Jesse Marsch will have to sit out Wednesday night’s Open Cup match vs. NYCFC. (Noah K. Murray/USA TODAY Sports)
By Michael Lewis
Given what transpired during and after the third and final confrontation of last year’s Hudson River Derby, there has been a lot of speculation whether the coaches — the Red Bulls’ Jesse Marsch and New York City FC’s Patrick Vieira — will shake hands or be amicable before and/or Wednesday’s Lamar Hunt/Open Cup match.
That isn’t expected to happen because Marsch will have to serve a one-game suspension, according to tournament rules, because he was ejected late in a 2-1 fifth-round loss to the Philadelphia Union at Talen Energy Stadium last June 29.
On his way to the locker room, Marsch picked up a couple of soccer balls on the sidelines and took them with him. He reportedly spiked them near the Philly bench.
“I had to try and induce change with the referee somehow because he was basically calling every foul for the Union,” Marsch said at the time. “So laughable.”
Red Bulls assistant coach Chris Armas is expected to direct the Red Bulls in the fourth-round clash at Red Bull Arena at 8 p.m. Wednesday.
We’ll probably have to wait until June 24 at RBA to see how the two coaches react.
Marsch and Vieira were involved in a controversial situation at last year’s 4-1 Red Bulls’ win at RBA last July 29.
In the first real feud of the Hudson River Derby, Vieira claimed that Marsch’s comments set up referee Mark Geiger to call the third and final match of the Hudson River Derby in the hosts’ favor at Red Bull Arena.
Earlier that week, Marsch told reporters that he felt his team hadn’t fared well with game officials this season.
“The frustration that we have with the referees, the way we feel we don’t get the benefit of the doubt,” he said last July, adding that his team has received only “one penalty call all year. That frustration continues to mount; the frustration we have on the referees.
“We have an honest team … that gets punished for calls, plays and penalties across the board and we hardly ever get rewarded.
“Hoping that we get a ref who understands how to ref the game this weekend.”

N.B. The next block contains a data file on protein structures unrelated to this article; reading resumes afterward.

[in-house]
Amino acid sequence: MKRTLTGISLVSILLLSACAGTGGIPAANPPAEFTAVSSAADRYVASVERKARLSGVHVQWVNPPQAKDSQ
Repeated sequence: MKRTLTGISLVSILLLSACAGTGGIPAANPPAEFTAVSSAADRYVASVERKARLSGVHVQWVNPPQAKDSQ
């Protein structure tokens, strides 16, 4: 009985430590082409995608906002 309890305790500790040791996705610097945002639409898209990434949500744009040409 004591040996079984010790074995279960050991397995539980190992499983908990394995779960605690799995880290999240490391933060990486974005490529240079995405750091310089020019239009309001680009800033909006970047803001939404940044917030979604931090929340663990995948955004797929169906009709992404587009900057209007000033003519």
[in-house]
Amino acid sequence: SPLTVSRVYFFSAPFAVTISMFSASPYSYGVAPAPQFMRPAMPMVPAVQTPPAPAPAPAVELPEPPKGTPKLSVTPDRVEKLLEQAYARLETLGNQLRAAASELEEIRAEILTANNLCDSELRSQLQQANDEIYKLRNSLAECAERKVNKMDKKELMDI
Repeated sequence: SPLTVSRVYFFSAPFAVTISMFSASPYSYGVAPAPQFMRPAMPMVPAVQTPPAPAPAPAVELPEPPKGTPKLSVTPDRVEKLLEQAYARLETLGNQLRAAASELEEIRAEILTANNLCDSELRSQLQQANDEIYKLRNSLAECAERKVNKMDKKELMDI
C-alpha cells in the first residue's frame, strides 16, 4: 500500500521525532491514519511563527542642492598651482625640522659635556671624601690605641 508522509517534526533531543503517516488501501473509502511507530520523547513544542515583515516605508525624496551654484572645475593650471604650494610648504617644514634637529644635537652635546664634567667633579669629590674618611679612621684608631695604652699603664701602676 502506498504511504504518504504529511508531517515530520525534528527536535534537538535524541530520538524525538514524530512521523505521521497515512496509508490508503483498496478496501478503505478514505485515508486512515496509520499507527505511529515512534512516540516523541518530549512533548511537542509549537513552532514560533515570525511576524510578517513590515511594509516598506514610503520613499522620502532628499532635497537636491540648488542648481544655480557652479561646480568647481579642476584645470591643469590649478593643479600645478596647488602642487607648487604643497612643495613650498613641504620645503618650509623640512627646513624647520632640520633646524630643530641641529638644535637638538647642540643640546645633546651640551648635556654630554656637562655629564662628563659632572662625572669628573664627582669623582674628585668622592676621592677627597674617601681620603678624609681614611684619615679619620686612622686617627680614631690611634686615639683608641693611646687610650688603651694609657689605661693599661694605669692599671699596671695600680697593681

Not surprisingly, Marsch was fined an undisclosed amount from the league.
After the game, Vieira felt that Marsch was “crying” about the officiating, setting up Geiger to make calls toward the Red Bulls.
“When you put in a question mark on the referee’s credibility before it begins, that can have an impact, and I think you will agree it had an impact on the referee’s performance today,” he said. “And I feel sorry because we came here to play a good game and to play a Derby game, and Derby game sometimes, yes, the tackle is late, but I don’t think the referee — the referee, I believe, got influenced by the comment during the week.”
Vieira never got an opportunity to see the entire game as he was dismissed from the sidelines by Geiger during a water break in the 34th minute after he stepped outside of the coaching box.
On the way to the tunnel, Vieira had a verbal confrontation with Marsch on the field.
“The conversation to Jesse was just to stop crying and stop complaining,” he said. “I think his team was playing well, playing really good. but it was quite really frustrating and I feel sorry for him.”
Vieira claimed that Marsch had this planned for a while.
“This is a plan,” he said. “This is a way, I think, he wanted to go for, and he get fined for it. So that means he did some things wrong. You wanted to accept it or not, but that had an impact on the referee’s decision, as simple as that.”
The NYCFC coach said that he and Marsch are two different people with different philosophies.
“We are completely different as a person and as a character because he is acting one way, I’m acting a different way,” he said. “But I think this is part of the derby. He wants to win, I want to win, and sometimes there’s tension. There [are] two different clubs acting in a different way, and this is a part of the derby.
“But, of course, you can see that, after his comment, as a football club, we decided not to respond because that isn’t the way we want to do things. We have the full respect of the referee. We do understand that sometimes decision is really difficult to make from the referee. One day he’s for us. One day he’s against us. We understand it, and we respect it, and some people don’t, and they prefer to cry openly, and it’s good because it went for them this time.”